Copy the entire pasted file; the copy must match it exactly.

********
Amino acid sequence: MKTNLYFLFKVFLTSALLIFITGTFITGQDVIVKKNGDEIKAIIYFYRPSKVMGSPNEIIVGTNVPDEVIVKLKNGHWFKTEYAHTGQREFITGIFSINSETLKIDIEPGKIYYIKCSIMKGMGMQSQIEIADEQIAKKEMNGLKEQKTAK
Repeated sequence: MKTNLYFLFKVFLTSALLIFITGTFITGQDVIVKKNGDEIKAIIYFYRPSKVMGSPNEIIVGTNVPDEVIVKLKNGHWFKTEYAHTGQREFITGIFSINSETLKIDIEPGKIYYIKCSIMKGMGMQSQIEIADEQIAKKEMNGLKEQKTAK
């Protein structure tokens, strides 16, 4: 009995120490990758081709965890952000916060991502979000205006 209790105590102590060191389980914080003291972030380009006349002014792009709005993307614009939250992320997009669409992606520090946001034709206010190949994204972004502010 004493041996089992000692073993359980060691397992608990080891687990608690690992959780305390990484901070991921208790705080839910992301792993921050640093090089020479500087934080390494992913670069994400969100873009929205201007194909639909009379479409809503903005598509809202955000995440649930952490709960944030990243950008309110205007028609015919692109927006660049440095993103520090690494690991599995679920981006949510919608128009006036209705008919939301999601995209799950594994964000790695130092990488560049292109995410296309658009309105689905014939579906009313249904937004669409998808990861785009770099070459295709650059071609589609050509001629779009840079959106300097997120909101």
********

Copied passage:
Amino acid sequence: MKTNLYFLFKVFLTSALLIFITGTFITGQDVIVKKNGDEIKAIIYFYRPSKVMGSPNEIIVGTNVPDEVIVKLKNGHWFKTEYAHTGQREFITGIFSINSETLKIDIEPGKIYYIKCSIMKGMGMQSQIEIADEQIAKKEMNGLKEQKTAK
Repeated sequence: MKTNLYFLFKVFLTSALLIFITGTFITGQDVIVKKNGDEIKAIIYFYRPSKVMGSPNEIIVGTNVPDEVIVKLKNGHWFKTEYAHTGQREFITGIFSINSETLKIDIEPGKIYYIKCSIMKGMGMQSQIEIADEQIAKKEMNGLKEQKTAK
């Protein structure tokens, strides 16, 4: 009995120490990758081709965890952000916060991502979000205006 209790105590102590060191389980914080003291972030380009006349002014792009709005993307614009939250992320997009669409992606520090946001034709206010190949994204972004502010 004493041996089992000692073993359980060691397992608990080891687990608690690992959780305390990484901070991921208790705080839910992301792993921050640093090089020479500087934080390494992913670069994400969100873009929205201007194909639909009379479409809503903005598509809202955000995440649930952490709960944030990243950008309110205007028609015919692109927006660049440095993103520090690494690991599995679920981006949510919608128009006036209705008919939301999601995209799950594994964000790695130092990488560049292109995410296309658009309105689905014939579906009313249904937004669409998808990861785009770099070459295709650059071609589609050509001629779009840079959106300097997120909101």